Investing in your writing

Earlier this week, Wayne Stinett, fellow self-published writer at the Kindleboards, posted this in his blog (this post opens in a new tab, so this blog post will still be here when you finish reading.

You will probably know me as someone who advocates not to spend money self-publishing. Maybe, but that’s not true. What I advocate is not to spend too much money when you’re starting out. I totally advocate spending money once you learn where to spend it. In fact, the way Wayne, who sells far morethan I do, went about the process is just about perfect.

I advocate being really careful with your initial expenses because it is so easy to become utterly discouraged by the disparity in the number of zeroes between your income and what you spent.

Why this post? Because I’m spending up. I seriously don’t want to look at my selfpublishing income vs outgoing this month.

At this point in time, I have FIVE people doing things for me.

My awesome editor/formatter I’ve had for a long time. But these days there is not a month that he’s not doing anything for me.

I’m having a whole bunch of covers designed. This is because I want to have wraparound print covers and seriously can’t be arsed to redo the illustrations. It is also because I have a few new releases coming out and my ideas for covers are moving south. And most importantly, because I think I can do better.


Tom Edwards is an awesome artist who is doing the Ambassador covers.
Damonza is considered the single best freelance cover designer. He’s doing the ISF-Allion books.
Lou Harper is a very talented graphic designer with a lot of experience. She is doing the For Queen And Country series.

And the fifth person? The woman who is translating the Icefire Trilogy into Spanish. She isn’t actually costing me any money right now (phew), but she’ll be paid out of commissions.

For me, this is a gamble. I’ve sold enough books to pay for this giant splurge, but I’m not a mega-seller. What I’m hoping for is this: awesome, really professional cover design sells. It’s not that hard to whip up an acceptable design, but there is a difference between acceptable and awesome. Awesome sells books.

Expect a lot of cover reveals shortly. First up: The Sahara Conspiracy, which will be published with the new cover by Tom.

Investing in your writing was originally published on Must Use Bigger Elephants

Photography: the best of recent trips

Blues Point. The morning looked cloudless and boring, but then this very fine haze of clouds came up.

Blues Point June 2015-6 Blues Point June 2015-8

Kurraba Point. This is looking west towards North Sydney. You can see a small piece of the Harbour Bridge on-ramp.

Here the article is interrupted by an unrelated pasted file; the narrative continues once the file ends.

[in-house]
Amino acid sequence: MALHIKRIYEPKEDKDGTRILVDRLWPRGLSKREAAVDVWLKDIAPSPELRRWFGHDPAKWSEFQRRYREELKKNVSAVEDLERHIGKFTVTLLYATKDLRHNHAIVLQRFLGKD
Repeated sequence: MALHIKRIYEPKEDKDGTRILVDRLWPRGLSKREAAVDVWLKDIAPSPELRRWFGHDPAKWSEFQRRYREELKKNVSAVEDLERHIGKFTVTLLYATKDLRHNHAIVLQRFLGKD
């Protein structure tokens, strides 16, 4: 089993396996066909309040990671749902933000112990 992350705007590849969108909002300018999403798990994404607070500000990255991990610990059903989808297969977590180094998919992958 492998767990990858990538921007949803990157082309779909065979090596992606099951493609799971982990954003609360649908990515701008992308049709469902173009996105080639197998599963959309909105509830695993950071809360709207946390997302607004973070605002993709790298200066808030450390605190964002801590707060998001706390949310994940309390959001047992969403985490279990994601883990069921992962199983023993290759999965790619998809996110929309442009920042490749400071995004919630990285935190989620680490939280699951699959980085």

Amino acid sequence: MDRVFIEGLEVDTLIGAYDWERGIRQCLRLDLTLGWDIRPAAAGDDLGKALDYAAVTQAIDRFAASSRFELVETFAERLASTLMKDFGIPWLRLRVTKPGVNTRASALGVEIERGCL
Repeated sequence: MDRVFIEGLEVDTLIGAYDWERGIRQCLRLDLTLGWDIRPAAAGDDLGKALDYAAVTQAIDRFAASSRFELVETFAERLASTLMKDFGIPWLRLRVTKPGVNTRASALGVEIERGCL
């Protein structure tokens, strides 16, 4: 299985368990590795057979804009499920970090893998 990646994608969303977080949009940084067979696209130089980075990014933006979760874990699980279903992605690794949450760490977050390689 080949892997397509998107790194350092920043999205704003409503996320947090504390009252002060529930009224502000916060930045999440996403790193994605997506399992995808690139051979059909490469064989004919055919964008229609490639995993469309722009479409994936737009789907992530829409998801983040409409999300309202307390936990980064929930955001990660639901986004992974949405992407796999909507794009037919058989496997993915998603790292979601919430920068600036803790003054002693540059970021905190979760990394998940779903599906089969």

Kurraba Point June 2015-9

La Perouse. Bare Island.

La Perouse June 2015-2 La Perouse June 2015-8

Long Reef. This is a bloody long way from the car park, so you need to get up very early or walk very fast.

Long Reef June 2015-4 Long Reef June 2015-8 Long Reef June 2015-13

Milsons Point. It was the absolute bloody coldest morning of the year. When I came back home, the grass was still frozen.

Milsons Point July 2015-6 Milsons Point July 2015-7 Milsons Point July 2015-9

Photography: the best of recent trips was originally published on Must Use Bigger Elephants

Cover reveal: Ambassador 1: Seeing Red


Awesome artwork by Tom Edwards in the UK. Tom is becoming fast known for his signature style space art. He has done some amazing covers for fellow authors, as well as games and other illustrations. Way back when I started, he also did the cover for The Far Horizon.

I have waited to make this post, because I wanted to make sure that the cover was updated at Amazon, and they took their sweet time about it.

I’ve now placed the book, and the rest of the series in Amazon’s Select programme for a minimum of three months. Unlike my other series, the vast bulk of sales came from Amazon. I now means that you can buy it on Amazon, but if you’re a Kindle Unlimited subscriber, you can read it for free.

The next Ambassador book, The Sahara Conspiracy, will be done and off to the editor by the end of the week.

Cover reveal: Ambassador 1: Seeing Red was originally published on Must Use Bigger Elephants

News: Shifting Infinity and Ambassador

Shifting InfinityIt’s been a while since I posted here, and I guess most of you will have seen that Shifting Infinity is now live.

See all the info with website links here.

Another tidbit of news I can probably share is that it looks like the Icefire Trilogy will be available in Spanish later this year. This will add significantly to my stable of translations, since This Peaceful State of War is available in Dutch.

I’ve bitten the bullet and commissioned new covers for the Ambassador series. This is mainly because I’m looking at making all books available in print, and I don’t have highres versions of the covers, and also because of Tom Edwards! He did the cover for The Far Horizon a few years back, and his artwork has developed from really good to amazing! I have the cover for book 1 ready, and will reveal it in a separate post once the new cover has been added to the ebook files.

Also about the Ambassador series:

I’m in the process of (probably temporarily) removing them from all non-Amazon outlets so that I can try out the new KDP Select. The sales of this series, in contrary to my other series, are very skewed towards Amazon, so I thought what the heck, let’s try it. This will be for a period of at least three months, but it will also mean that if you have a Kindle Unlimited subscription, you’ll be able to get them for free. Otherwise, you can still buy them as normal.

The next book will be Ambassador 1a: The Sahara Conspiracy. This is a short novel in between book 1 and 2, set entirely on Earth, but with a good deal of extra-terrestrial fire power. I’m sorting out some backstory, but the book should be done within the next few weeks.

News: Shifting Infinity and Ambassador was originally published on Must Use Bigger Elephants